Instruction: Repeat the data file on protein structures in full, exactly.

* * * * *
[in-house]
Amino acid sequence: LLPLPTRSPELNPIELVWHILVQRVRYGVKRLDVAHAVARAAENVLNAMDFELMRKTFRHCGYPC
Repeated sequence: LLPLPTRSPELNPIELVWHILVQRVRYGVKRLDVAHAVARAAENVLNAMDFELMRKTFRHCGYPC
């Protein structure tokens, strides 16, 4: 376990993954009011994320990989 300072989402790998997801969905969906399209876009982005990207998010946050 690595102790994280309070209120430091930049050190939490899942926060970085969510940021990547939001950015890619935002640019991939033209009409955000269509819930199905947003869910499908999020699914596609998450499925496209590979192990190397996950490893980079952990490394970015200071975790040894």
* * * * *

[in-house]
Amino acid sequence: LLPLPTRSPELNPIELVWHILVQRVRYGVKRLDVAHAVARAAENVLNAMDFELMRKTFRHCGYPC
Repeated sequence: LLPLPTRSPELNPIELVWHILVQRVRYGVKRLDVAHAVARAAENVLNAMDFELMRKTFRHCGYPC
């Protein structure tokens, strides 16, 4: 376990993954009011994320990989 300072989402790998997801969905969906399209876009982005990207998010946050 690595102790994280309070209120430091930049050190939490899942926060970085969510940021990547939001950015890619935002640019991939033209009409955000269509819930199905947003869910499908999020699914596609998450499925496209590979192990190397996950490893980079952990490394970015200071975790040894």